Wednesday, July 31, 2013

Orson Scott Card and Homophobia

You may have seen a few articles about Orson Scott Card around the internet. The movie adaptation of his novel, Ender's Game, is due in theaters in a couple of months and groups are calling for boycotts, letters, and protests because Orson Scott Card doesn't believe in gay marriage. He not only is a member of the Church of Jesus Christ for Latter-Day Saints {notoriously part of the effort behind Proposition 8 in California and decidedly unfriendly to gay marriage} but was also on the board of the National Organization of Marriage.

As a pro-gay marriage reader, where does that leave me? Or you? Should we stop reading Card's books? Should we all discard Ender's Game, and Pathfinder, and Enchanted? Is buying his books supporting his beliefs? Is it wrong to stop financially supporting someone because of what they believe? Is it wrong not to?

I struggled with these hard questions. I'm sure the answer I've decided upon won't be popular. And yet, I believe it is fair.

It is unAmerican to stop supporting authors because of their beliefs {and to a certain extent, I believe the same of business boycotts as well}. I disagree, loudly, with Mr. Card. I cannot fathom how he believes what he does. The NOM is simply incomprehensible to me because I simply don't get how seemingly intelligent and well-adjusted people can believe the things they believe and say the things they say on a legal level. Certainly we are all entitled to our ideas of how we conduct our private lives, but I personally don't understand people who try and write that personal code into law for others.

Yet, I hold many beliefs, and I trust that the people I work for judge me based on the job I do, not on which party I generally side with, or what my thoughts are on hot-button issues. Of course, in some jobs it *does* matter. I will never get why pro-life folks want to work at Planned Parenthood. It seems counter-intuitive, right? Likewise, though I am good at being camp administrative staff and my background is summer youth programs, I would NOT apply for one at a religious Christian camp. Some jobs just don't fit your personal moral or religious code.

Mr. Card, however, is not in a positions like those. He is an author, and a very good one. I enjoy his books, and so do a lot of other people. He does his job well, and cannot be faulted for having opinions and expecting for people to judge and buy his novels based on his writing and stories. 

Think of it this way: would you consider it acceptable to interrogate a teacher on her personal beliefs if she did not share them with her students? Would you consider it acceptable to do the same to a contractor on your home or the person selling you ice cream? Probably not. If Mr. Card wrote a book about this topic, in which he explicitly shared his beliefs, I would absolutely advocate not buying that book if that is your choice. But, to do so for unrelated novels and then further a movie adaptation to those novels seems to be a far reach.

Having said this, I also think the most productive way to combat opinions you disagree with is to be an advocate. The $5 {maybe} that ends in Mr. Card's pockets is not going to limit him much if you don't watch his movie. You know what will? Showing class, rallying, and working for what you believe in with organizations who promote your cause. I, myself, am an Ally and I donate to organizations which help further equality for everyone. That goes much farther, in my opinion, than refusing to buy a novel or see a movie and then telling everyone why.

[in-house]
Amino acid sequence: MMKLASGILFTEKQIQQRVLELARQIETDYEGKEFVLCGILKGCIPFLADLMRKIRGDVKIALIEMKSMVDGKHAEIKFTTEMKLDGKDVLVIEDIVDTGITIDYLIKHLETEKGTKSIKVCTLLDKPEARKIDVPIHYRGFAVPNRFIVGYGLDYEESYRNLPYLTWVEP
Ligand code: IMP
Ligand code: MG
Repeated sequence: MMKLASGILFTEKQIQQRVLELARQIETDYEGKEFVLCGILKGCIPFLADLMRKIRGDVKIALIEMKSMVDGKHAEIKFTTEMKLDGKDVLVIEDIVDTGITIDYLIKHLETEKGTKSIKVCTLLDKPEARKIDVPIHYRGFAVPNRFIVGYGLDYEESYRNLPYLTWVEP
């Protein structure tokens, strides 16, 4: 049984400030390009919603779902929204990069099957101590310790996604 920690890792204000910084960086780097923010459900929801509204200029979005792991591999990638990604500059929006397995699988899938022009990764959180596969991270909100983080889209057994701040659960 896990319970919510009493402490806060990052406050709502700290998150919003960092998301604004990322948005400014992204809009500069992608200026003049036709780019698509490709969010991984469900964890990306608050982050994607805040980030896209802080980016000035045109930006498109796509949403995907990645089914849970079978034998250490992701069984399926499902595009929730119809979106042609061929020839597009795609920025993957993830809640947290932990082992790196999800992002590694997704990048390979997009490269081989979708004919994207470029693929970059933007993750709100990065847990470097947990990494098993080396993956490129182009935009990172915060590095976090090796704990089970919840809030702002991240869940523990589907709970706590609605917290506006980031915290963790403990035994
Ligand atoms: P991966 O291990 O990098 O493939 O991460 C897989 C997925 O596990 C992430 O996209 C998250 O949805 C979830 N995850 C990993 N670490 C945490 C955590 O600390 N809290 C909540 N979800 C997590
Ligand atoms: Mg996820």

What are your thoughts? Will you see the new movie adaptation of Ender's Game? Will you boycott?


  1. I don't go out of my way to monetarily support people/things I don't agree with. If you are outspoken against something I feel strongly for I don't buy it. There's a local business who has great pizza but they are a family in politics who strongly disagree with public school teachers (um my job) so no, I do not support them through buying their pizza anymore I've also never read any of his books because 1) they hold no interest to me and 2) I do not like his viewpoints so, no. and no, I will not be going to see his movie.

    1. Thank you for your comment! I completely understand not giving money to someone who you don't support. I didn't each Chick-fil-A for awhile, and I refuse to shop at Wal-mart. For me, it comes down to a few things: 1) Is this an individual or a business? Wal-mart makes is a practice to out-source, use child labor, and discriminate against women. Consumer power is a big deal, and my not shopping there, combined with others doing the same can make a big difference. If it's an individual who works somewhere or contracts out (like Mr. Card) I tend to respect those beliefs. 2) What is the power of this person? Mr. Card is outspoken, but he doesn't really use the power of his fame to make the points he makes. He just believes them and works for them which is really not different than what I do (except, I think I'm right). I used to live in a town where the people were overwhelmingly not of my political persuasion and many were outspoken. If I stopped frequenting local businesses because of the owners politics, I'd have nowhere to go! And, most of those people were good people, who just thought differently than I did. I fully believe in attracting more flies with honey.

      That being said, if I were in your shoes, I probably wouldn't go to that pizza parlor either, and that is 100% every citizen's right (and responsibility) to be vocal and use their money to voice their preferences.